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Pitfalls Ahead: A Manifesto for the Training of Lawyers

Submitted by Joe Hoffman on Tue, 11-10-2009
Bernstein, Anita
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Cornell Law Review
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United States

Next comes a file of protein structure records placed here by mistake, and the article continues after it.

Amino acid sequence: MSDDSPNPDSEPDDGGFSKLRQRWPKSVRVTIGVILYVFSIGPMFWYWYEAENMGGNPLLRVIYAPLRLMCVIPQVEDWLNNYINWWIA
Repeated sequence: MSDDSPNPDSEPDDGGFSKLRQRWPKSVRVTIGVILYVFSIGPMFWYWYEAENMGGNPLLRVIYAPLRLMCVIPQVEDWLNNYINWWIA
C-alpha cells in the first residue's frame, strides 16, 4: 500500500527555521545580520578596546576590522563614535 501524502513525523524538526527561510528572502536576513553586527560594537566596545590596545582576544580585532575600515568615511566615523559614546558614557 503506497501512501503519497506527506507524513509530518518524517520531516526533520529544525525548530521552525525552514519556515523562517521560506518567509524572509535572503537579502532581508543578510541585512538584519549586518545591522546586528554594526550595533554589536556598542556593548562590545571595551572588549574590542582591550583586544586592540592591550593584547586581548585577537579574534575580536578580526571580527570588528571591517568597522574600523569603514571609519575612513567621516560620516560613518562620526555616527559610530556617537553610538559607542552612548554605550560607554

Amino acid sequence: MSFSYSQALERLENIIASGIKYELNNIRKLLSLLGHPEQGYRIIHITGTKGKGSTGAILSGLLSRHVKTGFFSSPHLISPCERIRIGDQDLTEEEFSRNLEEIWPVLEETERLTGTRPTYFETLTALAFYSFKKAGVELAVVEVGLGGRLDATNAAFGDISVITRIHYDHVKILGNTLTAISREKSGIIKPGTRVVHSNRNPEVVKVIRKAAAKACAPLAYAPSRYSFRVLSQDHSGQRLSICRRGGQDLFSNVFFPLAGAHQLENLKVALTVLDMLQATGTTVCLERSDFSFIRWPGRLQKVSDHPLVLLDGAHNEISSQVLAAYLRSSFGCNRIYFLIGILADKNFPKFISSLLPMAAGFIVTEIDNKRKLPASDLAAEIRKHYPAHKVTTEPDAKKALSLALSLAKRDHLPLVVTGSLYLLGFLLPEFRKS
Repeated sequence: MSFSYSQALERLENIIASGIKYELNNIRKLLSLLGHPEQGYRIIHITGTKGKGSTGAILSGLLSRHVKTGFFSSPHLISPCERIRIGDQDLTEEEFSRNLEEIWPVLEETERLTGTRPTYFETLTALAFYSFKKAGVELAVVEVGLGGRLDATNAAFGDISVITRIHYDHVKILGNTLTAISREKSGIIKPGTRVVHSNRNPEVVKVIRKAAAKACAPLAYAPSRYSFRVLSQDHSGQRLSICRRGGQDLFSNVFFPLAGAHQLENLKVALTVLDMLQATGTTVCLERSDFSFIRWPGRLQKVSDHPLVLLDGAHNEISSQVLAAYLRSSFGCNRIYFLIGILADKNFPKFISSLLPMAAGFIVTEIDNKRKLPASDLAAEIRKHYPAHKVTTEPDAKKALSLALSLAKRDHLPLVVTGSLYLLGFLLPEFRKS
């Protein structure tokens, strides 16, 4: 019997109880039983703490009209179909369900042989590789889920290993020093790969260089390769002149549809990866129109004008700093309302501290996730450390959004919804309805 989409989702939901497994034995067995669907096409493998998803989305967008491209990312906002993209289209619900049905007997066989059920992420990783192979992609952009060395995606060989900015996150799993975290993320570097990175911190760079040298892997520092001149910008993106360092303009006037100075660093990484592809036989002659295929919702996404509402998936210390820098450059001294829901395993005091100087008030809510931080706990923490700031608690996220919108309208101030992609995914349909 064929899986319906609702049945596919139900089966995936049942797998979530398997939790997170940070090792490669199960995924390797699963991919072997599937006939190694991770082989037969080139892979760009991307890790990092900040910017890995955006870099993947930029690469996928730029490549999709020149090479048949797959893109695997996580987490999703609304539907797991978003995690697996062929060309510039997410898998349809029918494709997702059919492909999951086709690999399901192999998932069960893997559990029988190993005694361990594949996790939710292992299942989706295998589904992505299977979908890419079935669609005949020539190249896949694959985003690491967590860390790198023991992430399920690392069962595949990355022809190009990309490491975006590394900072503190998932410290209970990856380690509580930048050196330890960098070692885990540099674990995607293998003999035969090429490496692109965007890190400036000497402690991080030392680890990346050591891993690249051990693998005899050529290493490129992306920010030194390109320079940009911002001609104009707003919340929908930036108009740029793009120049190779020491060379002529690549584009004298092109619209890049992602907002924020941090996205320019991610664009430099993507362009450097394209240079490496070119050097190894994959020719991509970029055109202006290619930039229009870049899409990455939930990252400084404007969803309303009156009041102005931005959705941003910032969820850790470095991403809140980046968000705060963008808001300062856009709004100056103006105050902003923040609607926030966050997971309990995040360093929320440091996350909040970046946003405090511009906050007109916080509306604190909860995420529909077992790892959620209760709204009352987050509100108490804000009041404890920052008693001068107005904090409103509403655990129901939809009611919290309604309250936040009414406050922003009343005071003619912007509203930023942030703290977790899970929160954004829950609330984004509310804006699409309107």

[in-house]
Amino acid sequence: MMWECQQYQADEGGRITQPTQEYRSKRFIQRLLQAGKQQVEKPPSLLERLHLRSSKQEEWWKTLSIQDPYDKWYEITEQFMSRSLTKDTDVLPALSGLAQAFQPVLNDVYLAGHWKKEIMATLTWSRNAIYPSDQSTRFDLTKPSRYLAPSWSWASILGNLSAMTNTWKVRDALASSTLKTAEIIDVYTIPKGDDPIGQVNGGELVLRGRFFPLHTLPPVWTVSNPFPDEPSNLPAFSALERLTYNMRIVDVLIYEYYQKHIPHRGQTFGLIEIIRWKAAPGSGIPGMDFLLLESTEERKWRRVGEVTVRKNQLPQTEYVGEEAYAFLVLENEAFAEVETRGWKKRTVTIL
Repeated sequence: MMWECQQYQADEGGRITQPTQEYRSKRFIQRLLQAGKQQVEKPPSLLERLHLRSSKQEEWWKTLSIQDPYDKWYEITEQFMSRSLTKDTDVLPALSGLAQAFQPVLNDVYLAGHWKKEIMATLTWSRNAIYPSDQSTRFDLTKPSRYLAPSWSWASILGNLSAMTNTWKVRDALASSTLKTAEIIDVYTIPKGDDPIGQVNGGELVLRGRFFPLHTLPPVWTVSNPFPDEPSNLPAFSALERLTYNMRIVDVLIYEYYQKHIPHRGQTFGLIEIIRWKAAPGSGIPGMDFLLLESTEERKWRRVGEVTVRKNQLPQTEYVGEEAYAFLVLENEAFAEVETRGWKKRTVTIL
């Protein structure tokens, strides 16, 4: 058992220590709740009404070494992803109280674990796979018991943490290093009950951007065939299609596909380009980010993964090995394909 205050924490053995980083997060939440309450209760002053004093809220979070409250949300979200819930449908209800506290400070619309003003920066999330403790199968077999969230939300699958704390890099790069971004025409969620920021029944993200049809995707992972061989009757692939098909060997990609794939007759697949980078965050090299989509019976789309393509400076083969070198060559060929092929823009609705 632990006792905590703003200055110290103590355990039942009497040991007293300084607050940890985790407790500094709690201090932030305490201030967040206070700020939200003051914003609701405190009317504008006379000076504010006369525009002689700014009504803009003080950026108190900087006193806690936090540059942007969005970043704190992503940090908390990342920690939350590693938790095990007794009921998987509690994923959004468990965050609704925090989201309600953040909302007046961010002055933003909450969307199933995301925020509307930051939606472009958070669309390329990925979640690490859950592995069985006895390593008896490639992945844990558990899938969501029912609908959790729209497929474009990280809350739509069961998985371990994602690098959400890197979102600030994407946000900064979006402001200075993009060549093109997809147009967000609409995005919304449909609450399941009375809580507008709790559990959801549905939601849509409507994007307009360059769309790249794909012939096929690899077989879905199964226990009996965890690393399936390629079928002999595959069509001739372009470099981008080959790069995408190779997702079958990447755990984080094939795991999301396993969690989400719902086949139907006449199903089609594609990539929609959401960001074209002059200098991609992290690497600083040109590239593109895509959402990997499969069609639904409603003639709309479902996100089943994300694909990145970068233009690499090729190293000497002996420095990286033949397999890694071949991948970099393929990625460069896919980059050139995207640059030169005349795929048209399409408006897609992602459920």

Many entrants into the legal profession decided to become lawyers after they were inspired by improvements in social conditions achieved by lawyers like Abraham Lincoln and Thurgood Marshall or literary heroes like Atticus Finch. The historical record of achievement recursively invites new generations into this occupation. Once these entrants arrive at law school, however, the sense of inspiration with which they began often fades, and an inchoate pessimism, if not full-blown cynicism or depression, takes its place. Critics of contemporary legal education who lament this descent into malaise tend to see no cure for it. When they do offer a fix, it looks uncannily like an agenda they advocated in another context, repackaged as a tonic. This Essay explores a better source of vigor and occupational skill within legal education. Learning about the perils and defeats that their profession experiences would, paradoxically, increase the strengths of new lawyers.